Malawi’s population is rural-based, with the majority depending on rain-fed agriculture and lacking access to basic amenities such as roads, health facilities, schools, markets, power supply, and water and communication infrastructure. Thus improving access to basic amenities is critical to improving living standards of rural communities and national development. Considering the need to improve the livelihoods of the rural communities, government will use an IRD approach. In this regard, initiatives like One Village One Product (OVOP), Malawi Rural Development Fund (MARDEF), Youth Enterprise Development Fund (YEDEF) and Local Development Fund (LDF) will play a crucial role in improving rural livelihoods.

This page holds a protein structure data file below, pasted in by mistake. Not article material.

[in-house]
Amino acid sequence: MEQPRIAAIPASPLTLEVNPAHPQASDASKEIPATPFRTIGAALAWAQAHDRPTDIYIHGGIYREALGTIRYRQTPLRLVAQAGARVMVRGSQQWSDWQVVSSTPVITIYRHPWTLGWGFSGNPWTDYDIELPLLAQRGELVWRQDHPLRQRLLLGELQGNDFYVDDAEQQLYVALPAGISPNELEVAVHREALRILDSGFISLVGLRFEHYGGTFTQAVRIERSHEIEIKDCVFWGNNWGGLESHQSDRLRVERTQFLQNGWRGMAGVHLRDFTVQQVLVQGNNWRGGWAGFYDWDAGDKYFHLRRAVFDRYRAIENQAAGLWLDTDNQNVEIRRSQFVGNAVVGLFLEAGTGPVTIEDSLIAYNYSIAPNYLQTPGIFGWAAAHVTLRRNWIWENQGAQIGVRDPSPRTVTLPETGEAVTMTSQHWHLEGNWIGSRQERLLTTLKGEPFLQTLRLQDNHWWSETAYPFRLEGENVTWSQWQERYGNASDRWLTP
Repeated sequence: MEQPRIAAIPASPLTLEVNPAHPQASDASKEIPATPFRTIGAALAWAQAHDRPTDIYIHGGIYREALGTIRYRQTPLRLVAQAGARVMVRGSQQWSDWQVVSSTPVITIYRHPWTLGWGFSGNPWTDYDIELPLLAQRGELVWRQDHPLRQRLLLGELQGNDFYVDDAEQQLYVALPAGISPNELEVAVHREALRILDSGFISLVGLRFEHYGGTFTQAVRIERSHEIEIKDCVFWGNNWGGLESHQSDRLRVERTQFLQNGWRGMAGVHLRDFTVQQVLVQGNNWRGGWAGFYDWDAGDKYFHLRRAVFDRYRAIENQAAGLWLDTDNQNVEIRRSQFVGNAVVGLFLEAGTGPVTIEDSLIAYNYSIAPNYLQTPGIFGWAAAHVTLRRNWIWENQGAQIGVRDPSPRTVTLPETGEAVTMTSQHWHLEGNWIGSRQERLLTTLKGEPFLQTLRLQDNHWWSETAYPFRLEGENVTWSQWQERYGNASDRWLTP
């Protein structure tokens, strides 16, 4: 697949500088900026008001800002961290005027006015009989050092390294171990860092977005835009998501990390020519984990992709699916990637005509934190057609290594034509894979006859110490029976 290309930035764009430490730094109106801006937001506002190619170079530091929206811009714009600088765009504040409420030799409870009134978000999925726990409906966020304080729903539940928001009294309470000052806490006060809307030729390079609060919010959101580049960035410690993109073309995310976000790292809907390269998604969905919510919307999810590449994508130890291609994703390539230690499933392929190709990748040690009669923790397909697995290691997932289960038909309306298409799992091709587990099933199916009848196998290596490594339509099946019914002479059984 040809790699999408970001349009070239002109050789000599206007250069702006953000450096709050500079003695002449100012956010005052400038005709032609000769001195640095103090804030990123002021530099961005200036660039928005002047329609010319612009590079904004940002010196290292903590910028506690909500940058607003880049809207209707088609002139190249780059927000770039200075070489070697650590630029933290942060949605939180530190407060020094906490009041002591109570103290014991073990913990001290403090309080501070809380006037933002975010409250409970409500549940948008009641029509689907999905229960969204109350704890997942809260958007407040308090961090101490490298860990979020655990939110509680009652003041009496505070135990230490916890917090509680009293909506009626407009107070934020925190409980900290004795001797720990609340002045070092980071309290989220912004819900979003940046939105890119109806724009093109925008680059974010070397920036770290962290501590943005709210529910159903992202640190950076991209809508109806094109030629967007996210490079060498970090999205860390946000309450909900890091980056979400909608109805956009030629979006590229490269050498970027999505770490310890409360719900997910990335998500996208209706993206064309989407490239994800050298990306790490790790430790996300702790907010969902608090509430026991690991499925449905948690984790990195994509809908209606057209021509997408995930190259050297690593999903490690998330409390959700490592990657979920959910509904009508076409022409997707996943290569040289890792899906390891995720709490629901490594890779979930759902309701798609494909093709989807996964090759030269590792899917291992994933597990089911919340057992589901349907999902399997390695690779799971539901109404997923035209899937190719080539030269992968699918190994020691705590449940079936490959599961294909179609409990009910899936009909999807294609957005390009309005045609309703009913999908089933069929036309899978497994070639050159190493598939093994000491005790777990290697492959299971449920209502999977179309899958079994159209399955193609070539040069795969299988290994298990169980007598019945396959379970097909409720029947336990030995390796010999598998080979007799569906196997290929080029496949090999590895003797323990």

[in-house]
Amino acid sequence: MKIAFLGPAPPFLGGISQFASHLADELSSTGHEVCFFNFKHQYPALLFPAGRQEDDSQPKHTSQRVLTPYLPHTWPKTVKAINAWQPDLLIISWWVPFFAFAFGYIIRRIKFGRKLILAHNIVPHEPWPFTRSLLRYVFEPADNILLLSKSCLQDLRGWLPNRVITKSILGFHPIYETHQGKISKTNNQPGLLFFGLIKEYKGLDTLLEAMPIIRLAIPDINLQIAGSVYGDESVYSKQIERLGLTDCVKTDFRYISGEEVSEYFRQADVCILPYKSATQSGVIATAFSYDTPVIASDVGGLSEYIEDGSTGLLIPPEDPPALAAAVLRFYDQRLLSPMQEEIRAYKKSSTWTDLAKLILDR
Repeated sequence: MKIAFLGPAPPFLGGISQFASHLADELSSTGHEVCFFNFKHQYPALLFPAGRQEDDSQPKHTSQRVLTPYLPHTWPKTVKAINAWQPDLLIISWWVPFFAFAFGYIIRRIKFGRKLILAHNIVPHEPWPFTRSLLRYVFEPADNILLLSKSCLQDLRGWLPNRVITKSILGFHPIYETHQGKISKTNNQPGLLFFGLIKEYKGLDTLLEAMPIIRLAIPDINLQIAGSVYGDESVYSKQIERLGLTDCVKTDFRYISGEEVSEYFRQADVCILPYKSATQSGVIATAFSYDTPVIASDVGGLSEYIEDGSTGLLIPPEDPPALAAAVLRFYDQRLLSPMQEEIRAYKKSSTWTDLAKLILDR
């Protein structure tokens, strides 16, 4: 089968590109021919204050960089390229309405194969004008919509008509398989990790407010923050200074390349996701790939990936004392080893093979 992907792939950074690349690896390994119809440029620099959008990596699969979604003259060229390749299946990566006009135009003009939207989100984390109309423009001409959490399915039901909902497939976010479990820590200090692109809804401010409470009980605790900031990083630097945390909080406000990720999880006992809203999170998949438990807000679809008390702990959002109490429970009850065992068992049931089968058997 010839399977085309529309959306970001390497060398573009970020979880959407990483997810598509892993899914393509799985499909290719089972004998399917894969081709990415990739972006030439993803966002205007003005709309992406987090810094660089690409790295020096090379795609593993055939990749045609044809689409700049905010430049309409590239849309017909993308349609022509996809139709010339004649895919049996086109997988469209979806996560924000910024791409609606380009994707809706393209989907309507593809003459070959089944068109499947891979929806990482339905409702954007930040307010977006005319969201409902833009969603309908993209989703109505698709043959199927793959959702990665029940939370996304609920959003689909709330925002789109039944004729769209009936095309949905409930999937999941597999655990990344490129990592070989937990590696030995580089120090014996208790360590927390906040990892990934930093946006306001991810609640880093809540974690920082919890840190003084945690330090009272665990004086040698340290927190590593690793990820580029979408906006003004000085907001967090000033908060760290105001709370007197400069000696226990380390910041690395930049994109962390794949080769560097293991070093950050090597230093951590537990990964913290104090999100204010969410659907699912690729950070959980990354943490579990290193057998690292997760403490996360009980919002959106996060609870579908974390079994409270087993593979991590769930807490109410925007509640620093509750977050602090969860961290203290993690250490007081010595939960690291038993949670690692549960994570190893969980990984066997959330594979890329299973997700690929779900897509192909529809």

IRD aims at resuscitating rural economies and transforming them into potential drivers of economic growth and development. Furthermore, it sets a platform for empowering rural people to exploit socio-economic opportunities and tackle challenges for securing their livelihoods. Poverty in Malawi is pervasive in rural areas with the latest Welfare Monitoring Survey putting the national poverty incidence at 39 percent in 2009. The persistence of rural poverty has moved government to a new consensus on addressing poverty reduction with the aim of leading rural areas to more efficient ways of tapping into development potential to improve their livelihood.